Fred Kaplan writes: President Obama asked Congress on Wednesday for authorization to use military force against ISIS, and smart money gives long odds he’ll get it. The fact is, legislators have only rarely asserted their constitutional prerogative to block a president from going to war, and there’s a reason why: They don’t want the responsibility or — more to the point — blame if all hell breaks loose as a result of their saying no.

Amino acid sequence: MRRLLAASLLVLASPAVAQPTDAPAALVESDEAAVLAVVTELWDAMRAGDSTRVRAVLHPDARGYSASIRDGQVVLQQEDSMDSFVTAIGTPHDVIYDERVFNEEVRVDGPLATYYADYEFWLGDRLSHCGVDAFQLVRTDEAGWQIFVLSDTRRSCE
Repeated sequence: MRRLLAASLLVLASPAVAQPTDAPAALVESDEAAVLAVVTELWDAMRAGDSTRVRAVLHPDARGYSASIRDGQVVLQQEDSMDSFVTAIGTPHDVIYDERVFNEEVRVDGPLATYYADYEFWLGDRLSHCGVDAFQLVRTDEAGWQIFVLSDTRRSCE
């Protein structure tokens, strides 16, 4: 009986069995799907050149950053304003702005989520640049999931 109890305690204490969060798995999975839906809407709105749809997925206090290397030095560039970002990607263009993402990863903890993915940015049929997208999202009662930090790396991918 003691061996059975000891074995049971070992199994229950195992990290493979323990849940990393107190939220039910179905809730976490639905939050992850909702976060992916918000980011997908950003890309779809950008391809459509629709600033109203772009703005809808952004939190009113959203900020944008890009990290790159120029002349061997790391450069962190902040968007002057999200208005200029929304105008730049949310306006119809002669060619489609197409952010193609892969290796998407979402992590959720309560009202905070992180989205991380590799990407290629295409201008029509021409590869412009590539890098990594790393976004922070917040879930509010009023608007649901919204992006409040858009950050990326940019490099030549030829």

The practice (usually, the charade) of presidents asking the Hill for permission dates back to 1973, with passage of the War Powers Act. A whiff of revolt was in the air. Richard Nixon’s presidency was collapsing, with the Senate Watergate hearings (he would resign, to avoid impeachment, the following year); his war in Vietnam was siring massive protests, and news reports had just revealed his secret bombing of Cambodia (which prompted Congress to draft the act). The same year saw publication of Arthur Schlesinger’s 500-page tome, The Imperial Presidency, which won critical acclaim, climbed the best-sellers list, and supplied scholarly heft to the mood of disenchantment.